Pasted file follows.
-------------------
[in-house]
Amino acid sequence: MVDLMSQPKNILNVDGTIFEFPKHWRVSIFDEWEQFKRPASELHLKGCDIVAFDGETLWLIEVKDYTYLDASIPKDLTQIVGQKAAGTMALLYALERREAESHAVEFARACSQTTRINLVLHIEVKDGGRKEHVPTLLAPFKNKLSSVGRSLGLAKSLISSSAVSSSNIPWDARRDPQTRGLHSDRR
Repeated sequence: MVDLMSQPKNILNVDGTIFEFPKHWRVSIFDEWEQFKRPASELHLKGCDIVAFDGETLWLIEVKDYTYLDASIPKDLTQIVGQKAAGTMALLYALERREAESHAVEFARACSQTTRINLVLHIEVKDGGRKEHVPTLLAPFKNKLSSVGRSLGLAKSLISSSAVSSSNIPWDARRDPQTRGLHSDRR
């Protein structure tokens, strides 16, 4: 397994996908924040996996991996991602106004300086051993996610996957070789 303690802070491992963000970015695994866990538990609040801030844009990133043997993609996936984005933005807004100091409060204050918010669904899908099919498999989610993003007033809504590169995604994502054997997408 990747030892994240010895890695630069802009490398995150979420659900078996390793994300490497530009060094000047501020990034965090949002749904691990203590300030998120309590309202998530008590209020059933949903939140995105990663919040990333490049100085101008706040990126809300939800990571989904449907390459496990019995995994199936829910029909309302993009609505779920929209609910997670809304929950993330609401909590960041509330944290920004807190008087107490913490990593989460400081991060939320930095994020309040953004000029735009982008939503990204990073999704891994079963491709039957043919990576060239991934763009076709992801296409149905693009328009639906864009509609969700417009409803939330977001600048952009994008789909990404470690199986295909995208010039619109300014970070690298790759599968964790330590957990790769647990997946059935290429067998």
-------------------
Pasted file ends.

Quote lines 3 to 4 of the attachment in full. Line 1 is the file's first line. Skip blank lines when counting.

Repeated sequence: MVDLMSQPKNILNVDGTIFEFPKHWRVSIFDEWEQFKRPASELHLKGCDIVAFDGETLWLIEVKDYTYLDASIPKDLTQIVGQKAAGTMALLYALERREAESHAVEFARACSQTTRINLVLHIEVKDGGRKEHVPTLLAPFKNKLSSVGRSLGLAKSLISSSAVSSSNIPWDARRDPQTRGLHSDRR
């Protein structure tokens, strides 16, 4: 397994996908924040996996991996991602106004300086051993996610996957070789 303690802070491992963000970015695994866990538990609040801030844009990133043997993609996936984005933005807004100091409060204050918010669904899908099919498999989610993003007033809504590169995604994502054997997408 990747030892994240010895890695630069802009490398995150979420659900078996390793994300490497530009060094000047501020990034965090949002749904691990203590300030998120309590309202998530008590209020059933949903939140995105990663919040990333490049100085101008706040990126809300939800990571989904449907390459496990019995995994199936829910029909309302993009609505779920929209609910997670809304929950993330609401909590960041509330944290920004807190008087107490913490990593989460400081991060939320930095994020309040953004000029735009982008939503990204990073999704891994079963491709039957043919990576060239991934763009076709992801296409149905693009328009639906864009509609969700417009409803939330977001600048952009994008789909990404470690199986295909995208010039619109300014970070690298790759599968964790330590957990790769647990997946059935290429067998």